• FACTivity - Determine how much of a change in climate is needed to cause a change in the type of vegetation growing in an area by charting predicted yearly temperature changes in various cities across the U.S. (pg. 12-13).

 

  • Article - Balancing Act: Urban Trees and the Carbon Cycle: Is there a point where a tree does not hold enough carbon to make up for the emissions released to care for the tree? Scientists in this study want to know which trees grow the longest and store carbon the longest. The goal is to inform managers of the best trees to plant in urban environments. 
    • FACTivity - Research tree species to decide on a type to recommend for planting in your schoolyard (pg. 9).

 

  • Article - It's a Gas: The Exchange of Gases Between the Soil and the Atmosphere: People use land for many different reasons. Is the natural exchange of gases different between types of land use? The scientists wanted to see how greenhouse gas exchange in soils differed between old forests, new forests, and pastures. The scientists in this study learn about the nitrogen cycle.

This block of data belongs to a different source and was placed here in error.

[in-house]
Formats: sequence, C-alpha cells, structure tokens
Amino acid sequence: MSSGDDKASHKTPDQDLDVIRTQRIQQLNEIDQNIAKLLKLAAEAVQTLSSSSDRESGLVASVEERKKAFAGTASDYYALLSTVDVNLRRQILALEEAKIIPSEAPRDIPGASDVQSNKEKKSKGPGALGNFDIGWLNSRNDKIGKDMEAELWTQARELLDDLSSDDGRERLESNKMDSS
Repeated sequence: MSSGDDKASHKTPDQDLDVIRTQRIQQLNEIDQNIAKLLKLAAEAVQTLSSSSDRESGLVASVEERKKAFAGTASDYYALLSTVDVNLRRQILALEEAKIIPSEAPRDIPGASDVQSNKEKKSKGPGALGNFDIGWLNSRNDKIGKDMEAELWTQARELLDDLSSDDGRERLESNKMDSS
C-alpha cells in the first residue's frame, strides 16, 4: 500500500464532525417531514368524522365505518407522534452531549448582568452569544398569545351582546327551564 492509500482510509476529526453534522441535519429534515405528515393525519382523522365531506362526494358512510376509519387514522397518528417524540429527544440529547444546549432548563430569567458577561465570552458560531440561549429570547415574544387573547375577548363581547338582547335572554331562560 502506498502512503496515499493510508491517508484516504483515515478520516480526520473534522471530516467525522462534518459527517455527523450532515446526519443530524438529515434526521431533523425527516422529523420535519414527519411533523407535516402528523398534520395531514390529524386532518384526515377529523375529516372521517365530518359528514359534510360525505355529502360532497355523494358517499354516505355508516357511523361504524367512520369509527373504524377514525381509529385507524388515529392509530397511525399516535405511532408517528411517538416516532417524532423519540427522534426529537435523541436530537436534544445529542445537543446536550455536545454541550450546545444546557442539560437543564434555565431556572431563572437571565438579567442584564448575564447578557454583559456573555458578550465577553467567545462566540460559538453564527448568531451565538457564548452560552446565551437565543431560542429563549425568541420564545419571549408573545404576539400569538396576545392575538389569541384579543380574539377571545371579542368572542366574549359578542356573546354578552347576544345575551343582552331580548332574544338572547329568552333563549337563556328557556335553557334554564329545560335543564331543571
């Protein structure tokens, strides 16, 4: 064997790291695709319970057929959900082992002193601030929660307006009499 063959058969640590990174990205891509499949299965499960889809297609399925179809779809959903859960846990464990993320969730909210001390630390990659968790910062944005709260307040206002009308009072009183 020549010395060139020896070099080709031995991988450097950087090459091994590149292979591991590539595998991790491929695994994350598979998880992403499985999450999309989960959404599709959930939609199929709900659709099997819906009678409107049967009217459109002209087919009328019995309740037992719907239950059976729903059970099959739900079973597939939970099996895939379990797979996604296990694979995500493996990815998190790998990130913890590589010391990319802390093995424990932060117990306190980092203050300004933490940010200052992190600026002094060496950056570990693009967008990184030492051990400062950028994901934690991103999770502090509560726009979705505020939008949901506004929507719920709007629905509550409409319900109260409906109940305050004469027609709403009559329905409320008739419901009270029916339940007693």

• FACTivity - Simulate the greenhouse effect with a glass jar and some dirt (pg. 9).

 

Climate change and wildfire: 

 

  • Article - Where There's Smoke, There's Fire: Is Climate Connected to Very Large Wildland Fires?: Scientists explore if and how climate and weather are connected to very large wildland fires to help predict and prepare for future events.
    • FACTivity - Analyze and graph data to discover if there are patterns that show a relationship between PDSI (Palmer Drought Severity Index) and very large wildland fires in the Okefenokee National Wildlife Refuge; extension - use online data from National Atmospheric and Oceanic Administration to observe patterns in historical Palmer Drought Severity Indicies (pg. 29-34).

 

  • Article - Fire and Water: Predicting Future Wildfire in a Changing Climate: Successfully predicting where and when wildfires might occur is important. This prediction is important because of possible environmental and economic damage. As the climate warms, the possibility of wildfires might increase. The scientists in this study wanted to predict where and in what seasons wildfires might occur.